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JavaScript Type coercion and conversion

Type coercion and type conversion in JavaScript are ways to change a value from one data type to another. Type coercion is the automatic conversion of a value from one data type to another, while type conversion is an explicit way of converting values between different data types.

  1. Type coercion:

Type coercion happens implicitly when JavaScript tries to operate on values of different data types, or when it evaluates expressions in a specific context that requires a particular data type. JavaScript will automatically convert values to the expected data type to perform the operation or evaluation. There are three main types of type coercion in JavaScript: string coercion, numeric coercion, and boolean coercion.

  • String coercion: Occurs when a value is expected to be a string. For example, when using the `+` operator with a string and a non-string value, JavaScript will coerce the non-string value to a string.
var number = 42;
var string = "The answer is: ";
console.log(string + number); // "The answer is: 42"
  • Numeric coercion: Occurs when a value is expected to be a number. For example, when using arithmetic operators with non-numeric values, JavaScript will coerce the values to numbers.
var stringNumber = "42";
console.log(10 + +stringNumber); // 52
  • Boolean coercion: Occurs when a value is expected to be a boolean. For example, when using a value in a conditional expression, JavaScript will coerce the value to a boolean.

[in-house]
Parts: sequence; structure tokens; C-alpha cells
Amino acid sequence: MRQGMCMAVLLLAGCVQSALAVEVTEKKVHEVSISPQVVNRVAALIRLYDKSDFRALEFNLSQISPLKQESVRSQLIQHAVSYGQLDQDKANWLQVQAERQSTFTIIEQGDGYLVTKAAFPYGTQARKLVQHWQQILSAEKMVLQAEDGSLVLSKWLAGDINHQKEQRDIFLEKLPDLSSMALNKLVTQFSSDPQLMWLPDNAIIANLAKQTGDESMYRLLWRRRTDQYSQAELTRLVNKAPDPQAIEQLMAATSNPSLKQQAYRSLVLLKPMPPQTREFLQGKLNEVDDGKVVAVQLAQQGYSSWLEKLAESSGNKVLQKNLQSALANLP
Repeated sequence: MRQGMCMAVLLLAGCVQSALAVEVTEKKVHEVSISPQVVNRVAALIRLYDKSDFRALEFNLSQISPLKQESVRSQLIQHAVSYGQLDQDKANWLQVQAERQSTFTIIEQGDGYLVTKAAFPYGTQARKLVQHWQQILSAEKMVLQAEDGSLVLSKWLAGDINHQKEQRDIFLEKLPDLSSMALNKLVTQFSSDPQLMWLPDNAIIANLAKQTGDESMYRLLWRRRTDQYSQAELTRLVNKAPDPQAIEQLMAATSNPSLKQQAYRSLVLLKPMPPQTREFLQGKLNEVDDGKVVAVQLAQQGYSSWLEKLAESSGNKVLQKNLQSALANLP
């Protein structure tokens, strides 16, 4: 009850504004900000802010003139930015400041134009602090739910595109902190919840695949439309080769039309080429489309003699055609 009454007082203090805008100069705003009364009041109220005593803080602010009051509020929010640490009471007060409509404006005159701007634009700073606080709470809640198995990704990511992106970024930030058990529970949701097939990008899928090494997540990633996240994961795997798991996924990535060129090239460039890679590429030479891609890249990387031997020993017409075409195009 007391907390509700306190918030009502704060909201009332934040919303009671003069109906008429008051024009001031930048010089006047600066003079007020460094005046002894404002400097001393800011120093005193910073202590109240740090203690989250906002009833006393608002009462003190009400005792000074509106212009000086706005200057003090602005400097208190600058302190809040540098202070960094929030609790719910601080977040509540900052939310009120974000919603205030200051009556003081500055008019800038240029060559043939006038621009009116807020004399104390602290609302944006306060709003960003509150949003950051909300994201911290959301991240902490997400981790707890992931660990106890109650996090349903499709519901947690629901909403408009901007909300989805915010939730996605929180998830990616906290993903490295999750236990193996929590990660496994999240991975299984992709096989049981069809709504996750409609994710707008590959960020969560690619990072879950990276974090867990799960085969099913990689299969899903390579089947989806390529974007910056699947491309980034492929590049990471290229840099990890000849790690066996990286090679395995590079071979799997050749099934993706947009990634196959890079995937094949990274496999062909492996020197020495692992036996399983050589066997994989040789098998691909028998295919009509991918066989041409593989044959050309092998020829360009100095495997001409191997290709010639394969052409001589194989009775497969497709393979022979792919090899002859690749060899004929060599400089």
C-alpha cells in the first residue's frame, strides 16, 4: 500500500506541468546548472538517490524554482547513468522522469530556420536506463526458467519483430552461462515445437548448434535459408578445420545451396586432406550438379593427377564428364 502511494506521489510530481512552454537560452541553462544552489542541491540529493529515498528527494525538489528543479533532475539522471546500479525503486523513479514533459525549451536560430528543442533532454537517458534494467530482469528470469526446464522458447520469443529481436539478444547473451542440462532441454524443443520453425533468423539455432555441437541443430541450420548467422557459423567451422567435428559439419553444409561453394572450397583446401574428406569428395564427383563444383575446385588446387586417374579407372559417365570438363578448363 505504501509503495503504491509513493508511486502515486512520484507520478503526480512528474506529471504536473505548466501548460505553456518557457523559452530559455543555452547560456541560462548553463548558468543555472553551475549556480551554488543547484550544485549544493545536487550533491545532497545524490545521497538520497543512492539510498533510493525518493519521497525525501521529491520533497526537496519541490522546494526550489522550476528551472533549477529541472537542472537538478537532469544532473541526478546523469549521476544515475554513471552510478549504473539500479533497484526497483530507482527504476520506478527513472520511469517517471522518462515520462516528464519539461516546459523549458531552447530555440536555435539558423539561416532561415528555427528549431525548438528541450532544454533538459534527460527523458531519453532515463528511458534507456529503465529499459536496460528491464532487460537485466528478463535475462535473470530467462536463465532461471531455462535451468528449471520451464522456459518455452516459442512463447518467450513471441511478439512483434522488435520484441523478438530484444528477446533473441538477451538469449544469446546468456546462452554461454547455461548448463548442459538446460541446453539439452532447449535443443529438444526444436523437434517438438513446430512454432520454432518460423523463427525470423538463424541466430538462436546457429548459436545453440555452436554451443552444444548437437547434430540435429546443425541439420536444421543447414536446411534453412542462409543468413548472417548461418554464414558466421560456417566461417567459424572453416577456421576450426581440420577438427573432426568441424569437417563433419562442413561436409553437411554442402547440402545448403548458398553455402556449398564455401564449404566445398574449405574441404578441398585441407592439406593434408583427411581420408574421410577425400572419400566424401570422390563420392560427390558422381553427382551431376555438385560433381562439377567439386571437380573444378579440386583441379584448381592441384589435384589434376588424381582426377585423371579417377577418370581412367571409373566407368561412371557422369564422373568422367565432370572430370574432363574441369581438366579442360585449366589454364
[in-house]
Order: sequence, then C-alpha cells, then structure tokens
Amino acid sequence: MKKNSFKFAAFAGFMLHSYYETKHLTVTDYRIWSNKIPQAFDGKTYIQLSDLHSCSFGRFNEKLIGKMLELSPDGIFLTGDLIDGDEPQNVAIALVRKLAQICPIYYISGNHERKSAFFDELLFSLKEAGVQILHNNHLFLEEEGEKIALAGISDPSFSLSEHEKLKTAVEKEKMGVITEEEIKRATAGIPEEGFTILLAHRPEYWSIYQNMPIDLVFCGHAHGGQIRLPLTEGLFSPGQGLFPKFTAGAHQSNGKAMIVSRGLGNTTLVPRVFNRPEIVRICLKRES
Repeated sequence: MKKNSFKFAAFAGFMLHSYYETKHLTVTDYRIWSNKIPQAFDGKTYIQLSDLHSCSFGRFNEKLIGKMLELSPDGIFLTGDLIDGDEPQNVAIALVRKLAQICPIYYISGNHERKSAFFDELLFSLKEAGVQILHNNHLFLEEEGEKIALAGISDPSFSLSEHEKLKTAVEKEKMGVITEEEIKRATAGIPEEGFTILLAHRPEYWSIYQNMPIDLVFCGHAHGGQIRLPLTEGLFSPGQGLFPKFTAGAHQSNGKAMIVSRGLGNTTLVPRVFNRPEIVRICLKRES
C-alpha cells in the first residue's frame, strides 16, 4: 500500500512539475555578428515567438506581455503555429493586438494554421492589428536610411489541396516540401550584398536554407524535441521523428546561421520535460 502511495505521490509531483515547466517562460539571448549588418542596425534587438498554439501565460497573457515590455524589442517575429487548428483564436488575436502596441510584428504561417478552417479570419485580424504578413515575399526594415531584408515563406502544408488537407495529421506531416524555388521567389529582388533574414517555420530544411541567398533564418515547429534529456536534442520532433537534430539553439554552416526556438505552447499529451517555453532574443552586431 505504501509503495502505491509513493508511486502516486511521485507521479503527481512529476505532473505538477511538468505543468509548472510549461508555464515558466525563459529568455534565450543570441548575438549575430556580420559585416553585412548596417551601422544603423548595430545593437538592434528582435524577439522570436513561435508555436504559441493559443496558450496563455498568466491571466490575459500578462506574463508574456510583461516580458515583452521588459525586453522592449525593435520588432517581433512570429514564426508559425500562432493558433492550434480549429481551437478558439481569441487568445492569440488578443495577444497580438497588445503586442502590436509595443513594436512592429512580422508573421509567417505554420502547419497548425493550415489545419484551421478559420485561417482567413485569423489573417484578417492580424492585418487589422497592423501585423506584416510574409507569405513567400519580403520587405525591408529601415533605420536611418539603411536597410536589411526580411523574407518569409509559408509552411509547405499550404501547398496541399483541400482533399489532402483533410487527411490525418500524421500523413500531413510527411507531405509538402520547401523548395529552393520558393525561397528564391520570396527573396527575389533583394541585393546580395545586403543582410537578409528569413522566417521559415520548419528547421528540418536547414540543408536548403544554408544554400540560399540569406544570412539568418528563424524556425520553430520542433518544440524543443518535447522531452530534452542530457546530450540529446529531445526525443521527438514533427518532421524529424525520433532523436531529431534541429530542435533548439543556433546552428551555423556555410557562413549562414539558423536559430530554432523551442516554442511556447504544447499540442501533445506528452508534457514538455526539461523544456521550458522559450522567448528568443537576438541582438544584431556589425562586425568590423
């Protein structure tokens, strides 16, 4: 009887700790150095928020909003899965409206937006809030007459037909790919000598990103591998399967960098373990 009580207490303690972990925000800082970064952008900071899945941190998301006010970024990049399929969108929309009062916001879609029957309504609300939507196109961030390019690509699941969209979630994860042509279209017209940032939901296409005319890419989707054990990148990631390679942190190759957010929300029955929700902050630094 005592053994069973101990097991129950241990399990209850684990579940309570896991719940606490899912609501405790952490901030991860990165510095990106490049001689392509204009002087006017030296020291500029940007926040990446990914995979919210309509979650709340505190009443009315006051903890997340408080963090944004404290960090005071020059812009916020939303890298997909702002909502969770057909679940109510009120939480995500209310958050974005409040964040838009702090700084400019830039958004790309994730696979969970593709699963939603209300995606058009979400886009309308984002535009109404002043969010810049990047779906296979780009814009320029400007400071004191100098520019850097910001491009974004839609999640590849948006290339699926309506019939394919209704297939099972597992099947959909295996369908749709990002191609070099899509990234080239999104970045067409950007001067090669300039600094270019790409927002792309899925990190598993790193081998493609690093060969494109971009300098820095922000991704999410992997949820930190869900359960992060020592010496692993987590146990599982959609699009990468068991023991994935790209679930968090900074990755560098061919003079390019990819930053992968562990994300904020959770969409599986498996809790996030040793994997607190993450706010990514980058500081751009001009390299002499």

var string = "Hello, World!";
if (string) { // The string is coerced to a boolean
  console.log("The string is truthy");
}
  1. Type conversion:

Type conversion, also known as type casting, is the explicit conversion of a value from one data type to another. There are several built-in methods and constructors in JavaScript that can be used for type conversion:

  • `String()`: Converts a value to a string.
var number = 42;
var stringNumber = String(number);
console.log(typeof stringNumber); // "string"
  • `Number()`: Converts a value to a number.
var stringNumber = "42";
var number = Number(stringNumber);
console.log(typeof number); // "number"
  • `parseInt()` and `parseFloat()`: Parse a string and return an integer or a floating-point number, respectively.
var stringInt = "42";
var stringFloat = "3.14";
var intNumber = parseInt(stringInt);
var floatNumber = parseFloat(stringFloat);
console.log(intNumber, floatNumber); // 42 3.14

  • `Boolean()`: Converts a value to a boolean.
var string = "Hello, World!";
var boolValue = Boolean(string);
console.log(boolValue); // true

Understanding the difference between type coercion and type conversion is crucial when working with JavaScript, as it can lead to unexpected behavior if not handled correctly. Type coercion is the automatic conversion of values between data types, while type conversion is the explicit conversion of values. Being aware of these concepts will help you write more predictable and reliable JavaScript code.

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